Overnight Defense: Biden taps Austin for Pentagon chief | Army announces Ft Hood firings, suspensions | House approves defense bill despite Trump veto
Happy Tuesday and welcome to Overnight Defense. I’m Ellen Mitchell, and here’s your nightly guide to the latest developments at the Pentagon, on Capitol Hill and beyond. CLICK HERE to subscribe to the newsletter.
THE TOPLINE: President-elect Biden has officially named retired Gen. Lloyd Austin as his nominee to be Secretary of Defense.
Biden made the announcement Tuesday afternoon after news first broke Monday night he would pick Austin to be the nation’s first Black Defense secretary.
“Gen. Austin shares my profound belief that our nation is at its strongest when we lead not only by the example of our power, but by the power of our example,” Biden said in a statement.
More on Austin: Austin retired from the military in 2016 after serving as the commander of U.S. Central Command since 2013.
His military career also includes time as the commanding U.S. general in Iraq and as the vice chief of the staff of the Army.
Austin was initially seen as a long-shot candidate to be Defense secretary, but he emerged as the leading contender as Biden faced pressure from Black leaders to select an African American nominee. Biden and Austin developed a relationship during the Obama administration, including the then-vice president attending Austin’s change-of-command ceremony in Iraq in 2010.
Upcoming hurdles: But Austin is already running into hurdles on Capitol Hill. The law requires Defense secretaries to be out of the military for at least seven years, meaning Congress has to pass a waiver to allow Austin to take the job.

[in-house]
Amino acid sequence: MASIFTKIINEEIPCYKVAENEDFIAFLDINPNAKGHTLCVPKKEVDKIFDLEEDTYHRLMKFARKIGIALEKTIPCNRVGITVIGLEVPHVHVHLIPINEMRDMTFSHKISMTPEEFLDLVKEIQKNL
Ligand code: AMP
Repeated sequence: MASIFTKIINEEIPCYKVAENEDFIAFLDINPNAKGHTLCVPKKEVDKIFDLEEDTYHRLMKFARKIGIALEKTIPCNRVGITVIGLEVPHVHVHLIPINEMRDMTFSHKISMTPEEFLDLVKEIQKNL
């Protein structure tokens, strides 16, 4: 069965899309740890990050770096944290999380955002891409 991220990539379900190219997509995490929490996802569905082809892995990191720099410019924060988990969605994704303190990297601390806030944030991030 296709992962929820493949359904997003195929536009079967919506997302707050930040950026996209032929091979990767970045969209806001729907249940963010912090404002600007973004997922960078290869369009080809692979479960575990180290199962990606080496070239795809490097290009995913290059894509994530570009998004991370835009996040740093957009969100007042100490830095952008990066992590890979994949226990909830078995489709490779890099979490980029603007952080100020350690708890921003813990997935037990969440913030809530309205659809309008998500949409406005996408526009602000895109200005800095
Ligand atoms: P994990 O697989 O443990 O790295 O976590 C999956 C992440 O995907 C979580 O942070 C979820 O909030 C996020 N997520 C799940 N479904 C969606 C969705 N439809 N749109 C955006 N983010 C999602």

Lawmakers approved a waiver for 2017 in James Mattis for Defense secretary, but warned at the time they would be disinclined to do so again.
On Tuesday, two Senate Democrats signaled opposition to a waiver for Austin.
“I have the deepest respect and administration for General Austin and this nomination, and this nomination is exciting and historic. But I believe that a waiver of the seven year rule would contravene the basic principle that there should be civilian control over a nonpolitical military,” Sen. Richard Blumenthal (D-Conn.), who opposed Mattis’s waiver, told reporters.
“That principle is essential to our democracy. That’s the reason for the statute which I think has to be applied, unfortunately, in this instance,” he added.
Warren to vote against waiver: Sen. Elizabeth Warren (D-Mass.) said Tuesday that she will oppose granting a waiver to retired Austin.
“I have great respect for General Austin. His career has been exemplary and I look forward to meeting him and talking to him more but I opposed a waiver for General Mattis and I will oppose a waiver for General Austin,” Warren told reporters.
ARMY SECRETARY ANNOUNCES MULTIPLE FIRINGS AFTER FT HOOD INVESTIGATION: Army Secretary Ryan McCarthy on Tuesday announced the firing and suspension of numerous officers and enlisted soldiers at Fort Hood in a sweeping disciplinary action to address widespread sexual harassment and violence, suicides and murder at the troubled Texas base.
McCarthy said 14 leaders at Fort Hood have been relieved or suspended from their position, a move that comes after an independent review of the base’s command was ordered to review years of sexual assault and violence.
“I have determined the issues at Fort Hood are directly related to leadership failures. I am … disappointed that leaders failed to effectively create a climate that treated all soldiers with dignity and respect and have failed to reinforce every ones’ obligation to prevent and properly respond to allegations of sexual harassment and sexual assault,” McCarthy told reporters at the Pentagon.
A direct result: The removals are a direct result of the independent review, released on Tuesday, which scrutinized the base’s command climate and culture. McCarthy ordered the look after the discovery of the remains of Pfc. Vanessa Guillen, 20, who went missing in April before her body was discovered in early July.